Subject(s)
Commerce/history , History, 20th Century , Panax/chemistry , Plants, Medicinal
13.
Article in English | WPRIM | ID: wpr-126340

ABSTRACT

An acidic polysaccharide of Panax ginseng (APG), so called ginsan is known to have important immunomodulatory activities. It was recently reported that APG has radioprotective effects in mice but the detailed mechanism was not fully elucidated. This study examined the effects of APG on bone marrow cells (BMs). The phenotypical and functional changes in APG-treated BMs after gamma radiation were studied. The benefit of APG on BMs damaged by gamma radiation was determined by measuring the cell viability. Using 2 different assays, a pretreatment with APG significantly increased the viability of BMs against gamma radiation. APG-treated BMs had a significantly higher amount of IL-12, which is a major cytokine for immune responses, compared with the medium-treated BMs. The expression of MHC class II molecules of APG-treated BMs was also increased, and APG-treated BMs showed significantly higher levels of allogeneic CD4+ T lymphocyte proliferation. Furthermore, APG-treated mice had a larger number of BMs after gamma radiation than the control mice, and the BMs of APG-treated mice were successfully cultured into dendritic cells, which are the representative antigenpresenting cells. Overall, this study shows that APG alters the phenotype of BMs, increases the viability and alloreactivity of BMs after gamma radiation both in vitro and in vivo. Therefore, APG may be a good candidate radioprotective agent for BMs.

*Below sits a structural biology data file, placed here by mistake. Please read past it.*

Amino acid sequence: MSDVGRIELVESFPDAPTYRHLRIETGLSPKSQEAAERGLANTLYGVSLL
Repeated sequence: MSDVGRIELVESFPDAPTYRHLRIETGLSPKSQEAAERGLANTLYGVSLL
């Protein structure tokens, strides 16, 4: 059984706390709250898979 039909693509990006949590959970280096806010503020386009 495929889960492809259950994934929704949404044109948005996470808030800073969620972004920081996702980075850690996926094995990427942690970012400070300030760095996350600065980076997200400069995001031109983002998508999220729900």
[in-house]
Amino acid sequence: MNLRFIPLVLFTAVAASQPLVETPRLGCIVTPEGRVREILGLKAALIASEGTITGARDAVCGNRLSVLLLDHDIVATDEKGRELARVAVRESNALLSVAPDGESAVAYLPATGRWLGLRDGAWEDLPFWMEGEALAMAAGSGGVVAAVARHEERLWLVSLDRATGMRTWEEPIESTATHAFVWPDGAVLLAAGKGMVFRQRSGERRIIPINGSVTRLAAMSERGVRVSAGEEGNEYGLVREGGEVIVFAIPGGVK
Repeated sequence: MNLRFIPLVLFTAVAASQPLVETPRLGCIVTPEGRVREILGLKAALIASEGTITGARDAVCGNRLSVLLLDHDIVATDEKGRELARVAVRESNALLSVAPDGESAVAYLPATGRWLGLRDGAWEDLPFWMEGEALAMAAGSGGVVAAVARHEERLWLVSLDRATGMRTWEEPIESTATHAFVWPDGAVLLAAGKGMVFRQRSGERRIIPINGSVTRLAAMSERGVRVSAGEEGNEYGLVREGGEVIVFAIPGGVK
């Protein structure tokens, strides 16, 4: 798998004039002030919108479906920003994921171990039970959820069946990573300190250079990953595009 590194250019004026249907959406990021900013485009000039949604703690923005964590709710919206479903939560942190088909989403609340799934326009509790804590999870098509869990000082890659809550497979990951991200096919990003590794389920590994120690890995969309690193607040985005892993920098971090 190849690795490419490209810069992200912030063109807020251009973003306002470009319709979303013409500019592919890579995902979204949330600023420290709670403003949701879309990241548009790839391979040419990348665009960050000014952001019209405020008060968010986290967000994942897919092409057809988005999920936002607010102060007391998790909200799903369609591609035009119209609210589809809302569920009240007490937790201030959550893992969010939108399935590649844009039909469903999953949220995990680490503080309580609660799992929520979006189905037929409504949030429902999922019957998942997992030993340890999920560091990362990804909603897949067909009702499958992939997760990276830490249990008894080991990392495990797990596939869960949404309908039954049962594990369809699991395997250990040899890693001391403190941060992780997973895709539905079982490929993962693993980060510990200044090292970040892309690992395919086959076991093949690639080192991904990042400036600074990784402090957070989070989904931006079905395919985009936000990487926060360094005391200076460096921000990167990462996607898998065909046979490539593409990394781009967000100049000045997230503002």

Subject(s)
Animals , Bone Marrow Cells/drug effects , CD4-Positive T-Lymphocytes/metabolism , Cell Survival/radiation effects , Flow Cytometry , Gamma Rays , Interleukin-12/biosynthesis , Mice , Mice, Inbred BALB C , Mice, Inbred C57BL , Nitric Oxide/biosynthesis , Panax/chemistry , Polysaccharides/pharmacology , Radiation-Protective Agents/pharmacology
14.
Braz. j. med. biol. res ; 37(12): 1863-1871, Dec. 2004. tab, graf
Article in English | LILACS | ID: lil-388061

ABSTRACT